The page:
Chickens are omnivores with simple stomachs. They can and will eat both animal and vegetable products. In addition to foraged plants and insects, it is important to provide them with adequate protein in a form that is easily digested. Heritage Chickens need more protein than is in rations prepared for commercial chickens. The American Livestock Breeds Conservancy recommends feeding for the first 16-18 weeks of age a ration containing 28% protein, most often found in Game Bird rations or Flock diets for turkeys and waterfowl.
For adult birds, the feed protein level can be backed off to 18-20%. For breeding birds, make sure their diet consists of a quality diet formulated for breeders. Note that the typical layer pellet is an industrial breed ration that contains minimal calcium and often does not include sufficient vitamins and minerals to ensure high fertility and hatchability of eggs. If you are growing for market do not skimp on the food – ever. Provide fresh food and clean water throughout the day to ensure healthy, productive birds.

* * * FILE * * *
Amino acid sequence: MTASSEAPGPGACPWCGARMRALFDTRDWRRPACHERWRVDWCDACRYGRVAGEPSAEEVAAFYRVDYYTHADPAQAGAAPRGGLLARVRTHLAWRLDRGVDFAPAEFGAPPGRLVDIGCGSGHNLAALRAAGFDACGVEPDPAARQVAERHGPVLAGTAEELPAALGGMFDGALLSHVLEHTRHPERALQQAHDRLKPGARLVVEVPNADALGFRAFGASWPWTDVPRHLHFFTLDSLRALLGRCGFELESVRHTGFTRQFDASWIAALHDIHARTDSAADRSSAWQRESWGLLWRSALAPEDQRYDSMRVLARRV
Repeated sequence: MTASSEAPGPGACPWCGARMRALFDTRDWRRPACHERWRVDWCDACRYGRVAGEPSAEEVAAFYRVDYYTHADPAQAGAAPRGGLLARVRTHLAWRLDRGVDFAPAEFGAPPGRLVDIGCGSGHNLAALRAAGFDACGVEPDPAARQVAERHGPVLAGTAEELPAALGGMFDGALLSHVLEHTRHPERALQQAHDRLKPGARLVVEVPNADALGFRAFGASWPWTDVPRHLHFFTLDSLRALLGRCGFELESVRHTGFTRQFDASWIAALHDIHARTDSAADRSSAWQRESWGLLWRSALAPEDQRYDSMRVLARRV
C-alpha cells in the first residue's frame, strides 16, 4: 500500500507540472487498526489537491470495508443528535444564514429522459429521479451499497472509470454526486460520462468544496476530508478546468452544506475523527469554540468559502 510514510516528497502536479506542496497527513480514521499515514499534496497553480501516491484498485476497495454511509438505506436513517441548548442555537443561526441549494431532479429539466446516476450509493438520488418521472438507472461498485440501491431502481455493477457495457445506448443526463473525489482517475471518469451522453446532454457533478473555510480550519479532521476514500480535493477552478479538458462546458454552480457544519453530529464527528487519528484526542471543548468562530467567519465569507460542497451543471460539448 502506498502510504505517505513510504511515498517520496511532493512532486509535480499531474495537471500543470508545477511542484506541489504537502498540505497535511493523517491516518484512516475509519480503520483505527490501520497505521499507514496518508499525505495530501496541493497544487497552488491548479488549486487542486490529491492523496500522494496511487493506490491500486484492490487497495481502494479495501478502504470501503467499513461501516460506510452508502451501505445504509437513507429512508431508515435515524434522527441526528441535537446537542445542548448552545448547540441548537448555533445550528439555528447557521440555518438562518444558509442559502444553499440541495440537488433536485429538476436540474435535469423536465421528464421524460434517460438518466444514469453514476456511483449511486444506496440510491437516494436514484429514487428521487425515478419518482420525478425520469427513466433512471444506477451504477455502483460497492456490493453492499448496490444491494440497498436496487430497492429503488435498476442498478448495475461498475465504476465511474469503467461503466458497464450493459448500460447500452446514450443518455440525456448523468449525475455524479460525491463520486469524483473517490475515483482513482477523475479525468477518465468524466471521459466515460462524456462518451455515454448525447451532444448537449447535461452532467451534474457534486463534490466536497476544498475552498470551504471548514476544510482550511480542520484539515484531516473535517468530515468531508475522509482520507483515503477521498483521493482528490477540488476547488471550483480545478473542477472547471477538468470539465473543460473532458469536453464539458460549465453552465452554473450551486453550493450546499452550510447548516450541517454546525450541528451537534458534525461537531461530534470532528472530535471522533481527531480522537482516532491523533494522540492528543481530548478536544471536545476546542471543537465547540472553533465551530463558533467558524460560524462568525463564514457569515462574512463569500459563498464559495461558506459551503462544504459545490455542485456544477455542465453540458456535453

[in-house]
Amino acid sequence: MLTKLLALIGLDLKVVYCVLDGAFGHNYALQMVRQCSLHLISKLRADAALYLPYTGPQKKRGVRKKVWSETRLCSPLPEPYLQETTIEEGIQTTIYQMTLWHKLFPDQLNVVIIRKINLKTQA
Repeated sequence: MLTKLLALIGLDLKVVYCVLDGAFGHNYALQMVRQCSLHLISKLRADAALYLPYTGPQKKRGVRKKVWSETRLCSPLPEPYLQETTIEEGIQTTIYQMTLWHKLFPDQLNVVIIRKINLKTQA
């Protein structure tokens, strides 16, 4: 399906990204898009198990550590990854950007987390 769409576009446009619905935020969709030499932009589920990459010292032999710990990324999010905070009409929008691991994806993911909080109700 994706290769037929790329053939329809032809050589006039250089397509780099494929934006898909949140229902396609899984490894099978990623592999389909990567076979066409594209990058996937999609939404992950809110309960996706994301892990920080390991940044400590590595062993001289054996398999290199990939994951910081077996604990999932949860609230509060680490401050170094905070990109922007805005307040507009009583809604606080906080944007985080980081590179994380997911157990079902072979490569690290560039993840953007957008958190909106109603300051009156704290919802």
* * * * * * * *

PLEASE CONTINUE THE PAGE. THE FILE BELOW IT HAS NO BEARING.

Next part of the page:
For more information on raising productive, healthy birds, visit ALBC’s Heritage Chicken site.
i got my first 5 chicks two weeks ago. and got 3 more on 6-5-15 . i have’nt had chickens since 1978 when my mother died. i have enjoyed them a lot . They are so funny to watch , all have their own personality. I cant wait when I get my first egg. I have chicks from 8 weeks to 3/12 months. I have 2 barred rock , 1 lavender and 1 splash orpington, 2 rhode island reds ,1 golden laced wyandottes and 1americana .. My husband and i built a 8×6 house with 2 house windows and a house door. We put hardware cloth over the windows and made a screen door (with a pull up ) and a solid door too (their door) .The lot is 8×16 with 2×4 fence and 12″ in the ground all the way around. The house is 2′ off ground so they can go under it.